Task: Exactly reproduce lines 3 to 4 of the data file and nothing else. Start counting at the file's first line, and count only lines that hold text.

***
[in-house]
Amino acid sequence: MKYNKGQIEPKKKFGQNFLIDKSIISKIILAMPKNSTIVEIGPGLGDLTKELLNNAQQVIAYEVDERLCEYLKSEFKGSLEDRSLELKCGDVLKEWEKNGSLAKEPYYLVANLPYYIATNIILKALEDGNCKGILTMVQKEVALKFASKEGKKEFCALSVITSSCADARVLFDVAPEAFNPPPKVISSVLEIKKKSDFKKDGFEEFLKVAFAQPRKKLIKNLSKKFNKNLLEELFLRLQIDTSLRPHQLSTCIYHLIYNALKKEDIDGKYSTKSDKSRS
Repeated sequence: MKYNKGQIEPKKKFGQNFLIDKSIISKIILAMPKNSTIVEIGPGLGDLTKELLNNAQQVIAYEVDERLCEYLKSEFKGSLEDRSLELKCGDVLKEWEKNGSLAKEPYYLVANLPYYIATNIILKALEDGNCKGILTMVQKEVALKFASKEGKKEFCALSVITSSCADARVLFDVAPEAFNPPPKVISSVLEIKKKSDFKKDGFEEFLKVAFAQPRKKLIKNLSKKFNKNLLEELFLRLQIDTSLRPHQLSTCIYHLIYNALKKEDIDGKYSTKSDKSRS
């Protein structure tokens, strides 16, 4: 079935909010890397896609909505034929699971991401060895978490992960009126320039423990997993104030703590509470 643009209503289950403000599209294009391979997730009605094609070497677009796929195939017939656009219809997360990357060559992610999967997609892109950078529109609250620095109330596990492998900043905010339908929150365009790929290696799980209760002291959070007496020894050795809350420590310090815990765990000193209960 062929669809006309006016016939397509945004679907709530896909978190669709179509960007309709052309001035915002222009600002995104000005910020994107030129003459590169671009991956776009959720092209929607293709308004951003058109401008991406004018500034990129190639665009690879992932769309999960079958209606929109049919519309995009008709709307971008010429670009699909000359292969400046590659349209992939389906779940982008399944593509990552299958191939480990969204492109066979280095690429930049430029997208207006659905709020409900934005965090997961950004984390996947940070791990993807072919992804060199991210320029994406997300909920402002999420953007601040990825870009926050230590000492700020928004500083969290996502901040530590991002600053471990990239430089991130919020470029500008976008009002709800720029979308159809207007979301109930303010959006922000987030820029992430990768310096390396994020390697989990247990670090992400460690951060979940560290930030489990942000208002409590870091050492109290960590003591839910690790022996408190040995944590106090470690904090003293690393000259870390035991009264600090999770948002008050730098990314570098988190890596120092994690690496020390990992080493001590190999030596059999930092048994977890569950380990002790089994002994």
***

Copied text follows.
Repeated sequence: MKYNKGQIEPKKKFGQNFLIDKSIISKIILAMPKNSTIVEIGPGLGDLTKELLNNAQQVIAYEVDERLCEYLKSEFKGSLEDRSLELKCGDVLKEWEKNGSLAKEPYYLVANLPYYIATNIILKALEDGNCKGILTMVQKEVALKFASKEGKKEFCALSVITSSCADARVLFDVAPEAFNPPPKVISSVLEIKKKSDFKKDGFEEFLKVAFAQPRKKLIKNLSKKFNKNLLEELFLRLQIDTSLRPHQLSTCIYHLIYNALKKEDIDGKYSTKSDKSRS
């Protein structure tokens, strides 16, 4: 079935909010890397896609909505034929699971991401060895978490992960009126320039423990997993104030703590509470 643009209503289950403000599209294009391979997730009605094609070497677009796929195939017939656009219809997360990357060559992610999967997609892109950078529109609250620095109330596990492998900043905010339908929150365009790929290696799980209760002291959070007496020894050795809350420590310090815990765990000193209960 062929669809006309006016016939397509945004679907709530896909978190669709179509960007309709052309001035915002222009600002995104000005910020994107030129003459590169671009991956776009959720092209929607293709308004951003058109401008991406004018500034990129190639665009690879992932769309999960079958209606929109049919519309995009008709709307971008010429670009699909000359292969400046590659349209992939389906779940982008399944593509990552299958191939480990969204492109066979280095690429930049430029997208207006659905709020409900934005965090997961950004984390996947940070791990993807072919992804060199991210320029994406997300909920402002999420953007601040990825870009926050230590000492700020928004500083969290996502901040530590991002600053471990990239430089991130919020470029500008976008009002709800720029979308159809207007979301109930303010959006922000987030820029992430990768310096390396994020390697989990247990670090992400460690951060979940560290930030489990942000208002409590870091050492109290960590003591839910690790022996408190040995944590106090470690904090003293690393000259870390035991009264600090999770948002008050730098990314570098988190890596120092994690690496020390990992080493001590190999030596059999930092048994977890569950380990002790089994002994």